Emayatzy Corinealdi and David Oyelowo fall in love in Ava DuVernay's "Middle of No|Participant Media1/3
Emayatzy Corinealdi and David Oyelowo fall in love in Ava DuVernay's "Middle of No|Participant Media
Stephanie Cleau and Mathieu Amalric do bad things in "The Blue Room."2/3
Stephanie Cleau and Mathieu Amalric do bad things in "The Blue Room."
The boxtrolls in "The Boxtrolls" are pretty cute.3/3
The boxtrolls in "The Boxtrolls" are pretty cute.
‘Middle of Nowhere’
With “Selma,” director Ava DuVernay went from relative obscurity to the forefront of the movement to bring diversity to Hollywood. But it was far from her debut. In fact the reason she got the “Selma” gig was due in part to “Middle of Nowhere,” her second feature, and, like her debut “I Will Follow,” a very different and tinier drama. Emayatzy Corinealdi, soon for Don Cheadle’s Miles Davis movie “Miles Ahead,” plays a young woman with a husband doing eight years in prison. She’s supportive, and yet she still winds up falling for another man anyway. He’s played by David Oyelowo, who went on to recommend DuVernay for the “Selma” job, though the film’s real stars are the director and the cinematographer, Bradford Young. “Middle of pull things back into focus.
Young, who followed DuVernay to “Selma,” lights scenes as dimly as he can, and both of them like to place the actors in unlikely places in the frames. The script itself never gets too pat; it even has a genuinely impossible dilemma, with both of our hero’s love objects worthy of sympathy. One can see the cool-headedness she would later bring to “Selma,” though “Middle of Nowhere” is far more than a mere sign of things to come.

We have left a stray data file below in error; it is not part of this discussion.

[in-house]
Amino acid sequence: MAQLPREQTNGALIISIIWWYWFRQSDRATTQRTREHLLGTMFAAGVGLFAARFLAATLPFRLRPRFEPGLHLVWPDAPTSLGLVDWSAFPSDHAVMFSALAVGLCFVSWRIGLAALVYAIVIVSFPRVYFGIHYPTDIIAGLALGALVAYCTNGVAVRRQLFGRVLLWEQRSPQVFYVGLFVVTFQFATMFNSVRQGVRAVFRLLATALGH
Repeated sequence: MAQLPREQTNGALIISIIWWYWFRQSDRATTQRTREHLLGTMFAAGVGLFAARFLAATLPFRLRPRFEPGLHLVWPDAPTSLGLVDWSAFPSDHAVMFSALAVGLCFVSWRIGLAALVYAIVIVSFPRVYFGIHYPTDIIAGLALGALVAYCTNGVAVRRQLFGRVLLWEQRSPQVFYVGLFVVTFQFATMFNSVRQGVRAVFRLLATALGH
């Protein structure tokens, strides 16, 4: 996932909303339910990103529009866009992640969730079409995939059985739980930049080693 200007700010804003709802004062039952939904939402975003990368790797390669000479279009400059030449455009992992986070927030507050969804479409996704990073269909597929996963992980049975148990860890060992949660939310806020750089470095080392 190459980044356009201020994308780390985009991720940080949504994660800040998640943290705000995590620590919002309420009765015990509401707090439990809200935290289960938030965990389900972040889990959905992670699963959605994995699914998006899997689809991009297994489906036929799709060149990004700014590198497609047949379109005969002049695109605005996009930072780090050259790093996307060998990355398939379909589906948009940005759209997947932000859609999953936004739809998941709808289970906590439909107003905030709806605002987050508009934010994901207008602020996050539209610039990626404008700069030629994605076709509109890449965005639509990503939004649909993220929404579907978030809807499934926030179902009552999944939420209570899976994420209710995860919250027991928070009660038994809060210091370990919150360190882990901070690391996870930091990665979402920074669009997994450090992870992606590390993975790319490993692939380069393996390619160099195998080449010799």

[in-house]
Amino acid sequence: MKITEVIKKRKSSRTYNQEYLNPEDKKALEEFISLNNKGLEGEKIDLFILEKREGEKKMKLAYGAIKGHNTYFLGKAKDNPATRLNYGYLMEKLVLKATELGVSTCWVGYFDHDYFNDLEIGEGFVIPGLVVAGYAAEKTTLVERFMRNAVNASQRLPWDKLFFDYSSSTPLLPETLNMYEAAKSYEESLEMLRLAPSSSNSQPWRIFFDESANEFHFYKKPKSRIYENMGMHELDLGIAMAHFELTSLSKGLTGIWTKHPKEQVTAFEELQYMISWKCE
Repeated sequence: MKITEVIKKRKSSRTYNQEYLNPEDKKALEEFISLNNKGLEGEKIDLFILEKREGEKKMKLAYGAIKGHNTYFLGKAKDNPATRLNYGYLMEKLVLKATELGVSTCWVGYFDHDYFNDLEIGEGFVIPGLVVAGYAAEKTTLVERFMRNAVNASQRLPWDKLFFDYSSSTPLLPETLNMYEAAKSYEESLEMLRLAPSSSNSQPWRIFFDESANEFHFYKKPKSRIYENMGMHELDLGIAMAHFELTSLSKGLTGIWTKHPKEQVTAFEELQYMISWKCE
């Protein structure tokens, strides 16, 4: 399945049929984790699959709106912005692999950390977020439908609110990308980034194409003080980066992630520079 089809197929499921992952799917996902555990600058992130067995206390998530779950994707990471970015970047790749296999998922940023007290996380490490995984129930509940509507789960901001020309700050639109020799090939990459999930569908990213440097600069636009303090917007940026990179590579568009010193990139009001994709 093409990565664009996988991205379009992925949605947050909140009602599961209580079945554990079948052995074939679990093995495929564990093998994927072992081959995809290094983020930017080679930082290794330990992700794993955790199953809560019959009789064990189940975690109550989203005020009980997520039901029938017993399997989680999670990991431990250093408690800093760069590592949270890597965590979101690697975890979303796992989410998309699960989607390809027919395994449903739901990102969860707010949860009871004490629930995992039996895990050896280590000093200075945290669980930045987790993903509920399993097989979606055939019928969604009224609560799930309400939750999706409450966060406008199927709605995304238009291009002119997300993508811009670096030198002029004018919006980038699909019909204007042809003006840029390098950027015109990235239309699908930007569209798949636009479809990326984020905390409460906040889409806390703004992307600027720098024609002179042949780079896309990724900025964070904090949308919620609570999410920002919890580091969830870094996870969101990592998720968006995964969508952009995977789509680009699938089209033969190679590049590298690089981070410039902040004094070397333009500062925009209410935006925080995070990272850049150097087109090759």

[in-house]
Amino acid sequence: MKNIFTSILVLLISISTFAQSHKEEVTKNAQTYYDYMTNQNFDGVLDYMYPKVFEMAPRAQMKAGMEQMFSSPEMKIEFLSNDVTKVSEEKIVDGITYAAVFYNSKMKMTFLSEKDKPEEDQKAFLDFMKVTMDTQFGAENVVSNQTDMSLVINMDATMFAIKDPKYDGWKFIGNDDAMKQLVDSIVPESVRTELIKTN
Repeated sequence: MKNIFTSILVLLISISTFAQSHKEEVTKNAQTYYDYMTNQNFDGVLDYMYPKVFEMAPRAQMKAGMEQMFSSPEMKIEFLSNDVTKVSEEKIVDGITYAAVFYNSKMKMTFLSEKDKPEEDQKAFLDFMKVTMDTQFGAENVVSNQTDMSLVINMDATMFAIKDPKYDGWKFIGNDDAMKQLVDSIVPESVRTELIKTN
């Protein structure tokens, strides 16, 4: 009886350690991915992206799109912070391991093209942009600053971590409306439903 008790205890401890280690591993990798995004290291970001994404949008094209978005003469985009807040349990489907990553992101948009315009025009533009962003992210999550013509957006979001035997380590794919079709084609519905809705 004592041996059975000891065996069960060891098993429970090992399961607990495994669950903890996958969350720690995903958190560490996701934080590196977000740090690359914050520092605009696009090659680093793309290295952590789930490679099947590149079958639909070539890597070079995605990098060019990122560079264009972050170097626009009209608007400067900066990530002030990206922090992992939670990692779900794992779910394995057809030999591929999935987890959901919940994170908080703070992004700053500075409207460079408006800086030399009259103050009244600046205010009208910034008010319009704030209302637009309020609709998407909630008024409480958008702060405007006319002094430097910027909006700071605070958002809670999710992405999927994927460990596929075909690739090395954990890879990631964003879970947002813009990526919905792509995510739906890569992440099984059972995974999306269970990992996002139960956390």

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‘The Blue Room’
Mathieu Amalric is known as an actor, and a terrific one, but he’s also a terrific director himself. He even, with “On Tour,” won the director trophy at the 2010 Cannes Film Festival. His latest stint behind (as well as in front) of the camera is a succinct and precise adaptation of a succinct and precise novel by Georges Simenon, France’s leading classic pulpist, albeit one that takes a more abstract approach to your standard tale of sex and murder. Indeed, plot details are doled out piecemeal over its first 45 (of only 75) minutes, and have something to do with a cheating husband (Amalric), his mistress (Stephanie Cleau, Amalric’s IRL boo) and a mystery dead body.
Every shot and cut has been lovingly selected and doted over, like pieces in an elaborate puzzle, but it’s about more than exactitude. What Amalric is exploring is the disconnect between intention and action, with characters who do things on a whim finding it difficult to explain it to others — in its characters’ cases, a court of law. Some viewers don’t approve of the film’s third act, which gives way to a lengthy courtroom battle, but it makes sense with what it’s doing. In a way, this film is perfect.
Laika is the new animation house you should be paying attention to, specializing in eccentric, mordant and only modestly expensive stop-motion films like “Coraline” and “ParaNorman.” Their latest is a whimsically dank tale of gross, green, chummy trolls at seized upon by a picturesque, hilly town, who’ve been taught to irrationally fear them. It’s delightful of course, no less because of the sing-songy vocal stylings of Ben Kingsley, as the lactose-intolerant yet cheese-loving baddie, proving again that few serious thespians are as good at this particular kind of “slumming.”
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